Easter Bank Holiday Diet Survival

Easter Bank Holiday survival techniques to keep your diet on track from our Personal Trainers, Helen and Nick.

Two bank holidays and a weekend of indulgence. But how does Easter really affect our training and diet plans?

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If you join this month we’ll give you vouchers to bring your friends for free – book a tour or find out more here.

If you’re on a strict training or diet programme, the Easter Bank Holiday weekend can be tough. Seeing your family and friends indulge in chocolate, sweets and alcohol is difficult and hard to resist! However, if you think about the effects that these indulgences have on the body then you may think differently.

Easter Bank Holiday diet survival

We shall start with chocolate. Now, don’t get me wrong, I’m not going to tell you that you should never eat chocolate. Having a couple of squares of milk chocolate every so often will not kill you. But over Easter many people will happily scoff a couple of Easter eggs in a sitting. An Aero Easter egg has 1062kcal per 200g egg. That’s the equivalent of almost 7 normal eggs or 6 avocados. This isn’t taking into account the added nutritional value of the eggs and avocados or the hormonal imbalance that these foods can cause. An over indulgence of chocolate can also cause the consumer to feel bloated as well as cause migraines and over a period of time cause bones to lose their density. Dark chocolate on the other hand has been proven to be good for you. As with anything I wouldn’t recommend eating a whole bar in one sitting but little and often can have a positive effect on the health of your heart. Scientists have discovered that dark chocolate helps restore flexibility to arteries while also preventing white blood cells from sticking to the walls of blood vessels. Both arterial stiffness and white blood cell adhesion are known factors that play a significant role in atherosclerosis.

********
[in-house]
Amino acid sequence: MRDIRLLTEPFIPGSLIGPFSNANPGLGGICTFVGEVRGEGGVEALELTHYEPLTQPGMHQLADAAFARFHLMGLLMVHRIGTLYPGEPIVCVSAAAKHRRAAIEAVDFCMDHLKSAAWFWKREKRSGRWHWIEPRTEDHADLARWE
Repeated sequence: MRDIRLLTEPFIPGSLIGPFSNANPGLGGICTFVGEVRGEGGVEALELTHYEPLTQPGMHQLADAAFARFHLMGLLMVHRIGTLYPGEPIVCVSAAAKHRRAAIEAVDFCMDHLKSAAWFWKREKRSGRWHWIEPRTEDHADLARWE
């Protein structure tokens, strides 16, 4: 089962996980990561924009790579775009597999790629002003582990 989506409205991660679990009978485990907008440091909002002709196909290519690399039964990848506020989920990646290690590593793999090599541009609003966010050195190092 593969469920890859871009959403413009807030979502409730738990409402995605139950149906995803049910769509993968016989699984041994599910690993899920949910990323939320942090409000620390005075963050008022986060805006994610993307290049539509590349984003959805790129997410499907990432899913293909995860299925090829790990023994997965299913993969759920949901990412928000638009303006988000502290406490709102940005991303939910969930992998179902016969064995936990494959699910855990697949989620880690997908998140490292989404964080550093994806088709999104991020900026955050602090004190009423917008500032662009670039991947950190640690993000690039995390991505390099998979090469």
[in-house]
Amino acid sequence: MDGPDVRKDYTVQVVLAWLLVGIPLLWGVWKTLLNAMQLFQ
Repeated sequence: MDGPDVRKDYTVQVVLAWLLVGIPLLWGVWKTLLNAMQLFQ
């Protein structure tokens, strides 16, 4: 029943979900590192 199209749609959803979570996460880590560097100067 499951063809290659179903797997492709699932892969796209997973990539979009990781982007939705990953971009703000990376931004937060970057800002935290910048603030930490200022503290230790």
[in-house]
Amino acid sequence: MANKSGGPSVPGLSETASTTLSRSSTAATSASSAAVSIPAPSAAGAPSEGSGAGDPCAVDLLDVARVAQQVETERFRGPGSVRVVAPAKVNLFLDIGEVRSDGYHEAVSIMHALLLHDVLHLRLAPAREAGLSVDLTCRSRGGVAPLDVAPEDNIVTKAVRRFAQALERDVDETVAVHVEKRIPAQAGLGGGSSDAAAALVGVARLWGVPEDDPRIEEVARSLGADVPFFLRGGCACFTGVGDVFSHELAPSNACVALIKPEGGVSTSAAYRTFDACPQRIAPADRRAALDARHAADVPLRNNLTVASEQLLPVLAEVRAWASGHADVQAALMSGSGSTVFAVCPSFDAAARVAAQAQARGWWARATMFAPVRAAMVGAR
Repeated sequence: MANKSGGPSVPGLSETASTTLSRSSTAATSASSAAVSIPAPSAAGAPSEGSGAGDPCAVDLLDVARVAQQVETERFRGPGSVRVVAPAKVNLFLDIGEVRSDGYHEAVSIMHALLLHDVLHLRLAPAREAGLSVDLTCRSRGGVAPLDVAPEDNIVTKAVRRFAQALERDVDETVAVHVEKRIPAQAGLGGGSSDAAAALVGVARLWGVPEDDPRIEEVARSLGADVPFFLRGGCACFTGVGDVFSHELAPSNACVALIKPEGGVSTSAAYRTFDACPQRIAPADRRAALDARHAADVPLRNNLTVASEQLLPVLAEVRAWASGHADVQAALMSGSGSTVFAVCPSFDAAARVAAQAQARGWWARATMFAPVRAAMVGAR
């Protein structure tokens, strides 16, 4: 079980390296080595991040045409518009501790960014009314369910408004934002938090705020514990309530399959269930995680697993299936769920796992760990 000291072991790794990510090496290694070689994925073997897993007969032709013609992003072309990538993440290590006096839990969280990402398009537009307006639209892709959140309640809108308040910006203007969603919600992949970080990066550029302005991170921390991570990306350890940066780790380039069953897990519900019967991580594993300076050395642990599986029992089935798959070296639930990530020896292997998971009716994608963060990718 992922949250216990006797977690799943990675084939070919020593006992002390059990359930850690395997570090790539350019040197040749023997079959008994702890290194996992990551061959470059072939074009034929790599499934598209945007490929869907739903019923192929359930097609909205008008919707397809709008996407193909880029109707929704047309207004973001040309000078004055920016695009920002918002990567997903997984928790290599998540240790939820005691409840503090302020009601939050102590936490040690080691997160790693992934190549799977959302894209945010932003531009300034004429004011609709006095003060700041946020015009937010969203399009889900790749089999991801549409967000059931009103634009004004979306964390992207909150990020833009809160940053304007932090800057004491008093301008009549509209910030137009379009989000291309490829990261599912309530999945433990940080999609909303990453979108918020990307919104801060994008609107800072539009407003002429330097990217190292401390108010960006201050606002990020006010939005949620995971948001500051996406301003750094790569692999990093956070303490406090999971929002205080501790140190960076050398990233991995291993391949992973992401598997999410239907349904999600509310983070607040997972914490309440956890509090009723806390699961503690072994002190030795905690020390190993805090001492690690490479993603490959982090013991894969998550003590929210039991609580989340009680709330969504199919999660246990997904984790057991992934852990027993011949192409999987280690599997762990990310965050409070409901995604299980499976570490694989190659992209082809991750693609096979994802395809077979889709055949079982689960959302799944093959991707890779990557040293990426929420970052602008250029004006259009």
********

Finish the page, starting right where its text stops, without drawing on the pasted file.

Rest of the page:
Bank holidays are renowned for playing a big part in binge drinking. What people don’t realise is just how much of an effect alcohol has on your body when you are training. The next couple of days after drinking you will find that your metabolic rate would have decreased. This means that the brain will be starved of glycogen, making us very lethargic and making it very hard to concentrate and focus. These effects are anything but ideal in the gym environment as you will find it harder push yourself and achieve your goals.

Within the next couple of days after drinking you will find that your fat metabolism (measure of how much fat your body burns) could have dropped by a whopping 70%! This is especially daunting as a single gram of alcohol is nearly twice the calories of a single gram of carbohydrate or protein!

Protein synthesis is also affected in a negative way from drinking. Protein synthesis is the absorption of protein. Therefore, if not all the protein is being absorbed into the muscles then we are not making as much progress as we could be.

Unlike other macronutrients like carbohydrates and protein, alcohol does not contain any nutrients meaning that it doesn’t benefit our bodies in any way. Alcohol is also the first source of energy that your body uses to fuel itself, which postpones the fat burning process and can lead to greater fat storage.

These facts are not designed to make you stop drinking alcohol, but make you aware on the effects it can have on your training goals.


Find out more about our gym, fitness classes and personal trainers and member benefits here.

If you join this month we’ll give you vouchers to bring your friends for free – book a tour or find out more here.

Exeter gym

Exeter gym